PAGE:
MAHTOMEDI — U.S. Rep. Betty McCollum sometimes saw opposing political signs on her family’s lawn during her childhood in South St. Paul.
That’s because her father was a Democrat and her mother was a Republican.
“But at the end of the day, I knew when they went in to vote, they were voting on shared values: wanting to make sure that our community was strong, that we had good schools, that we’re caring about the environment,” said McCollum, who represents Minnesota’s 4th Congressional District.
She shared the memory Monday, Nov. 21, at the Mahtomedi High School media center while speaking to about 25 students involved in Students for Change. The student-run club, which isn’t affiliated with the high school, is led by senior Josie Thompson.
The club typically meets at The Wild Bean coffee shop in Mahtomedi for its monthly gatherings.
“Students for Change is designed to address the common tendency to steer clear of controversial conversations to avoid the possible discomfort affiliated with disagreement. In order to create change in any setting, difficult conversations have to be had,” Thompson said, before inviting McCollum to take the podium.
McCollum spoke about her experiences navigating contentious topics throughout her career serving in Congress. She was first elected to the U.S. House of Representatives in 2000 and won reelection earlier this month. She said it’s a skill to be able to converse with someone about a difficult issue without making that person feel intimidated or judged.
“But when you’re having the conversation, you still have to be true to yourself,” she added.
The congresswoman referenced the murder of George Floyd by police in 2020 and how the aftermath of that incident reignited conversations about police brutality against Black people and racial stereotypes often attributed to Black people.
Conversations about racial, cultural or religious issues are more challenging when people approach the topic without knowing people who come from different backgrounds. She recalled how there weren’t many Black people where she grew up in South St. Paul, though there were segments of the population made up of Mexican Americans and Jewish residents.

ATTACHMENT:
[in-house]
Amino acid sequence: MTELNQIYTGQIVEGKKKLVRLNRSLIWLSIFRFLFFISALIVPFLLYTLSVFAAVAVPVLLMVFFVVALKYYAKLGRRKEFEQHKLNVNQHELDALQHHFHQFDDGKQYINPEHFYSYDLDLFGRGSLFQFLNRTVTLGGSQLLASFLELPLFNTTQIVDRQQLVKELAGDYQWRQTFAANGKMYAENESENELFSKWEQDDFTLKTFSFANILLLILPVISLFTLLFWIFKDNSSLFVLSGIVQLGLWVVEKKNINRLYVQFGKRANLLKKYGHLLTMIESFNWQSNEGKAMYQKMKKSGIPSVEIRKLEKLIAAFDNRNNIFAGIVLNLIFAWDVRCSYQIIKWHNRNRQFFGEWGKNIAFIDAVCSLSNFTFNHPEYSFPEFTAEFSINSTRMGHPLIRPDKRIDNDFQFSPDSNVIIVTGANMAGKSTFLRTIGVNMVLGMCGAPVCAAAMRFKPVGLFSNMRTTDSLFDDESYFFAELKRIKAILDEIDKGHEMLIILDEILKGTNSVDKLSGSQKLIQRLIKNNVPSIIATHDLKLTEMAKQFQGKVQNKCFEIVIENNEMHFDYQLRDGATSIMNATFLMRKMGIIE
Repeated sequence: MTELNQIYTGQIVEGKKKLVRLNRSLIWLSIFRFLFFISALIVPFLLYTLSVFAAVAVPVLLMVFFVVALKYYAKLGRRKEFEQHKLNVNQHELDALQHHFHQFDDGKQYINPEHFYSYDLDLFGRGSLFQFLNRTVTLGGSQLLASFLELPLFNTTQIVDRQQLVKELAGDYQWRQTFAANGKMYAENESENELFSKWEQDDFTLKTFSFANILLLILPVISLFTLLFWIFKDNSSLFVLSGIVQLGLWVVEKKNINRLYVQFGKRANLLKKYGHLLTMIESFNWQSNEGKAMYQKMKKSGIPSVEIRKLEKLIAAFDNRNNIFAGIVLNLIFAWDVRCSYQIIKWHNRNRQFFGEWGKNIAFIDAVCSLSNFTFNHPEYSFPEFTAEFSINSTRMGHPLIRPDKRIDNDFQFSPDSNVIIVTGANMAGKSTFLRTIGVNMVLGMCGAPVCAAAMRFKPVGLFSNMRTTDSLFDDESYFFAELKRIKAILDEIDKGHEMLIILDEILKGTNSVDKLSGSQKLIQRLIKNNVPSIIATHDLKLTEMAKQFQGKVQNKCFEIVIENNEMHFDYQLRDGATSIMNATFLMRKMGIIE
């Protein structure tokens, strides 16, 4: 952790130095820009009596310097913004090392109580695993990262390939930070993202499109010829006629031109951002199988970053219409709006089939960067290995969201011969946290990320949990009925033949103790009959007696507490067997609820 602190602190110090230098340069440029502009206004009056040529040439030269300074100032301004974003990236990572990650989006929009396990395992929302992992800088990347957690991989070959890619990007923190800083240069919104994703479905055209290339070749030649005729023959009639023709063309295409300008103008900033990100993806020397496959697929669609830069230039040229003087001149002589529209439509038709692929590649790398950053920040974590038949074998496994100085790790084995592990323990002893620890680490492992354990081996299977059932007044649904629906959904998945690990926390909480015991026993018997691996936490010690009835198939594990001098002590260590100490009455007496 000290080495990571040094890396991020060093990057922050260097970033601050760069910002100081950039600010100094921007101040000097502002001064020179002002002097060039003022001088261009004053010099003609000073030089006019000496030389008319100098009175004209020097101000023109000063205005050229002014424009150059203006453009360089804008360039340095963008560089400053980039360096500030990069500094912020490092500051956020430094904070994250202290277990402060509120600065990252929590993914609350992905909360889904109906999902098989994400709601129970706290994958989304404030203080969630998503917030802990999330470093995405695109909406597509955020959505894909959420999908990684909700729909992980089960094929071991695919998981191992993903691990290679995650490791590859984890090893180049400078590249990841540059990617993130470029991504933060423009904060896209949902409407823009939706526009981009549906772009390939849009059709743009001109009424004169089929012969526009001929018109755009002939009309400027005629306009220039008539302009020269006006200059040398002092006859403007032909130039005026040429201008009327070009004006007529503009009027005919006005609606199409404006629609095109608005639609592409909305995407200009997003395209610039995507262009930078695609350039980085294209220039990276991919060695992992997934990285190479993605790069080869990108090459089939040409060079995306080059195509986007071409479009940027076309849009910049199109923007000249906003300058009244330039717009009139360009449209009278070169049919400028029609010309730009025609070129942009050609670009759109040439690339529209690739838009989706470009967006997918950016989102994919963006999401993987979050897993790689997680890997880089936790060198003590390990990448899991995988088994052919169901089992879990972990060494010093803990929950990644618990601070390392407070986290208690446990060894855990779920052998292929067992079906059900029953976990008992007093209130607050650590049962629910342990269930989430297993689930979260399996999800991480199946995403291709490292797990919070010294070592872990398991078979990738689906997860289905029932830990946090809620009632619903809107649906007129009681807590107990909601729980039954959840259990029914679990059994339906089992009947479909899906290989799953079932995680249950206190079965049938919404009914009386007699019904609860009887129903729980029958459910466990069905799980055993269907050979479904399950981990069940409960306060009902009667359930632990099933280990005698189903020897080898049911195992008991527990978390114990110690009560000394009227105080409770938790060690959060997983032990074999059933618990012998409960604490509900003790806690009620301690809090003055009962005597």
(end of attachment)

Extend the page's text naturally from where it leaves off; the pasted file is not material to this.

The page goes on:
“You should seek out people who are of different faiths, different backgrounds and different experiences, because your world is going to grow right along with it,” McCollum said. “The more you know, the more informed you’ll be on what you want to do with your life and your decisions.”
Alex Buckingham, a junior, asked McCollum to discuss the biggest challenge she’s faced working with people across the political aisle, especially in light of partisan polarization. McCollum said it’s getting to agree on the same facts and distinguishing them from opinions or false information.
As an example, she spoke of Republican and fellow Minnesotan U.S. Rep. Pete Stauber’s opposition to McCollum’s bill, introduced last year, to protect almost a quarter-million acres of land in the Superior National Forest near the Boundary Waters Canoe Area Wilderness. It would ban certain types of mining in that area to protect the watershed.
She said Stauber has claimed in committee and on the U.S. House floor that the bill would ban taconite mining — something McCollum said the bill wouldn’t actually do.
“It’s hard to have a discussion with somebody when they’re going to muck it up with whatever they think will win the argument for them,” McCollum said.
She also bemoaned how school board candidates across Minnesota have recently been asked about their stances on critical race theory being taught in K-12 schools, even though the advanced academic theory typically isn’t discussed in those grade levels.
Social studies teacher Janine Nelson asked what McCollum’s advice was for students when they’re looking for sources of basic, factual information.
The congresswoman suggested the Union of Concerned Scientists for information related to climate change. She also recommended the BBC’s smartphone app for getting news happening around the world and libraries for print sources of information.
Amiah LaFrinier, a senior, asked how to go about having a conversation with someone who LaFrinier knows doesn’t share the same beliefs as she does.
McCollum first suggested asking the other person what their opinion or belief is, then quietly listening to them talk about it. She also encouraged people who disagree on something to find another basic point of agreement before continuing to discuss a given topic.
The lawmaker told the students they represent the future, and urged them to “explore everything” and “challenge authority.”
“I need you to do it in a way that moves us forward when you do it — not just have a blowup or a confrontation as you’re moving forward.”